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  • Writer's pictureImmersed in Christ

Immersed in Christ: February 6, 2021

Saturday of the Fourth Week in Ordinary Time

Hebrews 13:15-21; Psalm 23; Mark 6:30-34.

“The Lord is my shepherd; there is nothing I shall want.”

Hebrews draws to a close with a sentence that sums up our response: “Through him, then, let us continually offer a sacrifice of praise to God, that is, the fruit of lips that confess his name.”

Through him.” The entire letter has been telling us that all our prayers, works and sufferings on earth are offered to the Father “through” Jesus Christ. All our Mass prayers end with “through Christ our Lord,” sometimes expanded to its full form: “Through Jesus Christ, your Son, our Lord, who lives and reigns with you and the Holy Spirit, one God for ever and ever.”

This is because we never speak to God just as isolated individuals, even when we pray privately. We exist as the body of Christ. We live, act and speak always “in him,” as members of his body. Whenever we pray, we are “priests in the Priest.” We don’t keep “offering again and again,” like the priests of the old Law, “those same sacrifices” and prayers that were only previews and symbols of what God intended to bring about. “Sacrifices and offerings you have not desired, but a body you have prepared for me.” We are that body. We pray always as Christ, approaching the Father “in Christ” our High Priest, who has passed “through the veil” and entered into the Holy of Holies once and for all.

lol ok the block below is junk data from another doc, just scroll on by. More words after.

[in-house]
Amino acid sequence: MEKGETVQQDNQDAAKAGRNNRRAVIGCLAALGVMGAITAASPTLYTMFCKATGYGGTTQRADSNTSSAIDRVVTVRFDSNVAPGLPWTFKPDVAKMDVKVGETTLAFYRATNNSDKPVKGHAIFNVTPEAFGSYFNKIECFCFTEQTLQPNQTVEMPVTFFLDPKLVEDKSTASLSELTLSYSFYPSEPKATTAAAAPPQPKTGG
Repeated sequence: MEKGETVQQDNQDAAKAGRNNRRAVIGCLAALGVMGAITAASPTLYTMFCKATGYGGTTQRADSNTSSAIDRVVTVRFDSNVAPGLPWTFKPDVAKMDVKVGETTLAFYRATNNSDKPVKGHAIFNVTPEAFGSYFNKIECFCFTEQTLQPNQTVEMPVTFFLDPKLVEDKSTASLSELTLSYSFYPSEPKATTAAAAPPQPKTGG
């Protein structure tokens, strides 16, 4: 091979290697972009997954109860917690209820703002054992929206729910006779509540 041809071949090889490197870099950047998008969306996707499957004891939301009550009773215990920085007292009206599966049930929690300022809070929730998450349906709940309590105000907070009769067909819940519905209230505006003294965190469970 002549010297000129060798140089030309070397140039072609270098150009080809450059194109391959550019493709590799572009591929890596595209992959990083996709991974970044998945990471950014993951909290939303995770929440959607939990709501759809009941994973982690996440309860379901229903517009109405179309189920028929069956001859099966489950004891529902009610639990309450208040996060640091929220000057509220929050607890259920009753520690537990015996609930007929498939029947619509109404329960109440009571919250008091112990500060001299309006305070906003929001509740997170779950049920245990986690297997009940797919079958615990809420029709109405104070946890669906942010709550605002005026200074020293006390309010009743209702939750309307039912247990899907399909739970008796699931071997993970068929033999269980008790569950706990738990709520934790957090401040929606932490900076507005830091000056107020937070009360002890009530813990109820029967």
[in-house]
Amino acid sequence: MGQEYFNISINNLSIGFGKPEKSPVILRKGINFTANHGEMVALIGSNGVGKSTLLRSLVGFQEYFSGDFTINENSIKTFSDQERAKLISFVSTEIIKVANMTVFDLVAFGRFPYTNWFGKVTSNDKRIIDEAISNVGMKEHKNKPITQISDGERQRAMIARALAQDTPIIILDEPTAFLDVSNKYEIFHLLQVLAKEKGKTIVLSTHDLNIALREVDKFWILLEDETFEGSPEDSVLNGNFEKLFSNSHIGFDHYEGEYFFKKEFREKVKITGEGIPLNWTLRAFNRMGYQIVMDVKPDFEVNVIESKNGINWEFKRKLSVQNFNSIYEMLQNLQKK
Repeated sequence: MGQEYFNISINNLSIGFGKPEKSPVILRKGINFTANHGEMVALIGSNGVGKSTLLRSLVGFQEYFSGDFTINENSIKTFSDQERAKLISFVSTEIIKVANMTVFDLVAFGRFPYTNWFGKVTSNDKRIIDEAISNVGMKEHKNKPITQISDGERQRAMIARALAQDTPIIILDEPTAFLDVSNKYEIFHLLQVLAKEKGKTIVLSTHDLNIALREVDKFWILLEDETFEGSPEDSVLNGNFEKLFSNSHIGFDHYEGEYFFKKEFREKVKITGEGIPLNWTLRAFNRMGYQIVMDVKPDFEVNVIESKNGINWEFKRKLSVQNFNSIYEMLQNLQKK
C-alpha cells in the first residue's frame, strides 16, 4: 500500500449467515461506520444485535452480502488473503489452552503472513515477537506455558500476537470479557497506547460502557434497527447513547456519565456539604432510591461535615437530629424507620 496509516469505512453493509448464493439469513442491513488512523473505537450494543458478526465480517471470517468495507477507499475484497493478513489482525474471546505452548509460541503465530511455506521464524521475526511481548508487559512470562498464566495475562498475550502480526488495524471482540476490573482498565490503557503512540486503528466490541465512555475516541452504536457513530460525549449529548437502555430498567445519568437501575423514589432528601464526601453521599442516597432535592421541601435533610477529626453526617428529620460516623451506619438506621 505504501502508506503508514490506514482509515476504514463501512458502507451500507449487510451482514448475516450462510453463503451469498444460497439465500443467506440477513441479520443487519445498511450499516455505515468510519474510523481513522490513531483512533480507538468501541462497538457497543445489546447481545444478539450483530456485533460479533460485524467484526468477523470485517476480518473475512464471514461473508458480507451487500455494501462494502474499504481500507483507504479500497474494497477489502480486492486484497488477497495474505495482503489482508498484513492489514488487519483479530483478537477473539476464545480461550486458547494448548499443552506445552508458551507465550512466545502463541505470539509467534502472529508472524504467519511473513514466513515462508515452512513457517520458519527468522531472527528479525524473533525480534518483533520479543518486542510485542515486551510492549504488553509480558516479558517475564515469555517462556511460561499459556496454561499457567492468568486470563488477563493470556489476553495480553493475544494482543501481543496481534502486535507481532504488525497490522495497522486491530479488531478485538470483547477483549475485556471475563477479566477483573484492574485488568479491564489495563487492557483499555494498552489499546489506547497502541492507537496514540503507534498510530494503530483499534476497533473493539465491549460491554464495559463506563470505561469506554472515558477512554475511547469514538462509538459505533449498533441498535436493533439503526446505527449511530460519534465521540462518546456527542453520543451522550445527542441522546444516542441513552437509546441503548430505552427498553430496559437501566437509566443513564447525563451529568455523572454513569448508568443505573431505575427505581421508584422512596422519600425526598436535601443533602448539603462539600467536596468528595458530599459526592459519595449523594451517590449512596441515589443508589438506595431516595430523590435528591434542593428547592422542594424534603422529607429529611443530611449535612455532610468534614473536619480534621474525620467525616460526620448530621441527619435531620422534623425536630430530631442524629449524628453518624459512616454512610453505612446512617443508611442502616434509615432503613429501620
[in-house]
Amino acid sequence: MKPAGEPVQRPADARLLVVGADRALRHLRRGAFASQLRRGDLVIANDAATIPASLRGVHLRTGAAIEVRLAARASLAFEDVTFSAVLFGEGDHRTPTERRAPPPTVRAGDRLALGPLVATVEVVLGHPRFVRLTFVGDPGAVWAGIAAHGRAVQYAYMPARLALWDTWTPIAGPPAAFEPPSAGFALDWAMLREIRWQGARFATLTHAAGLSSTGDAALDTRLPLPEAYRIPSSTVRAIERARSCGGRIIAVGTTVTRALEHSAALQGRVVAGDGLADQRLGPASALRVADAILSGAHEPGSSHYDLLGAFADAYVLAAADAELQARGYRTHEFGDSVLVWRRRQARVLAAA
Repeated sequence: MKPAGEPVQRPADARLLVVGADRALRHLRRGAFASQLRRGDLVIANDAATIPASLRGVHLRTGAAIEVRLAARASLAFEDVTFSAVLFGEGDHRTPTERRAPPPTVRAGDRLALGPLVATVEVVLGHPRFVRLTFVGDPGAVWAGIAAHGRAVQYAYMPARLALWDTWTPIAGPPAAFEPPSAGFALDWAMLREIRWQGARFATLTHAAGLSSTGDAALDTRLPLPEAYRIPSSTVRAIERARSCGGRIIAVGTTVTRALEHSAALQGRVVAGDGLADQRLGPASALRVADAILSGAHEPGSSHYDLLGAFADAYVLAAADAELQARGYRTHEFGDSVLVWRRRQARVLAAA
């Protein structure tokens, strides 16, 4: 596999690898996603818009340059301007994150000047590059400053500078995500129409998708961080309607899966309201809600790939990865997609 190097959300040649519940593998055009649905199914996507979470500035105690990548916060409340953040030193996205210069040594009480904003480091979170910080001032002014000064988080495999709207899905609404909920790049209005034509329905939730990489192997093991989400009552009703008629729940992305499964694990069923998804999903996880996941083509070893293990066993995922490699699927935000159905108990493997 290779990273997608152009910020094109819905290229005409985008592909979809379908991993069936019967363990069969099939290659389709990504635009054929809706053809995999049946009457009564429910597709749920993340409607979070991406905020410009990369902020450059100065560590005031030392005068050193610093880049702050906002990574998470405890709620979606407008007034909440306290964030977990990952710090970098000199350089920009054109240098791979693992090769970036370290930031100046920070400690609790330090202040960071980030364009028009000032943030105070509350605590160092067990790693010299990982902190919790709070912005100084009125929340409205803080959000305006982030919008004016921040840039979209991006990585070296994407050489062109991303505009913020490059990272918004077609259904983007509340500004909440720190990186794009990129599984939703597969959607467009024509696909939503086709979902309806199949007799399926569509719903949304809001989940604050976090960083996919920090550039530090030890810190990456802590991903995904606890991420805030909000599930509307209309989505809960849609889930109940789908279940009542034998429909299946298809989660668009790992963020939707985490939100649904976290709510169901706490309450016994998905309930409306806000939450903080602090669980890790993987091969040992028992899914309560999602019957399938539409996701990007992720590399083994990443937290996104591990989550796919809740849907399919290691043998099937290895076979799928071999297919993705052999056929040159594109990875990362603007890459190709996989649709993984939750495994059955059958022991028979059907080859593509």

He holds his priesthood permanently, because he continues forever. Consequently he is able for all time to save those who approach God through him, since he always lives to make intercession for them. 1

So we always “approach God through him,” praying always “through Christ our Lord.”

Let us continually offer a sacrifice of praise to God”: We never repeat the sacrifice Jesus made on the cross. In the Mass we keep making present the sacrifice which he made once and for all. We do not offer the sacrifice of the Mass hoping that God will accept it and hear our prayers. That is a done deal. We “offer a sacrifice of praise,” thanking God (“eucharist” can be translated as “thanksgiving”) for what he has done and is doing in Christ.

Hebrews closes with a triple exhortation:

• Do not neglect to do good and to share what you have….

• Obey your leaders….

• Pray for us.

These are all expressions of the unity we have with each other “in Christ.” If we truly accept the new identity we have as people who have “become Christ” through Baptism, and who, though we are “many, are one body in Christ, and… members one of another,” we will love one another as our own bodies and share what we have. We will accept direction from those who job it is to keep us together as one body, united in a common faith, hope and love, in the “communion of the Holy Spirit.” And we will pray for one another as “priests in the Priest,” letting Jesus within us pray with us, in us and through us for all whom he loves; that is, for every person in the world. 2

Now may the God of peace… by the blood of the eternal covenant, make you complete in everything good so that you may do his will, working among us that which is pleasing in his sight, through Jesus Christ, to whom be the glory forever and ever. Amen.

Meditation: How can Mass help me experience of the mystery of my unity with Jesus and with all the members of his body?

View Today's Readings Here

1 Hebrews 7:24-25. 2 See Romans 12:4-5; 1Corinthians 10:17, 12:12-27; Ephesians 2:13-22, 4:1-6; Colossians 3:10-17.

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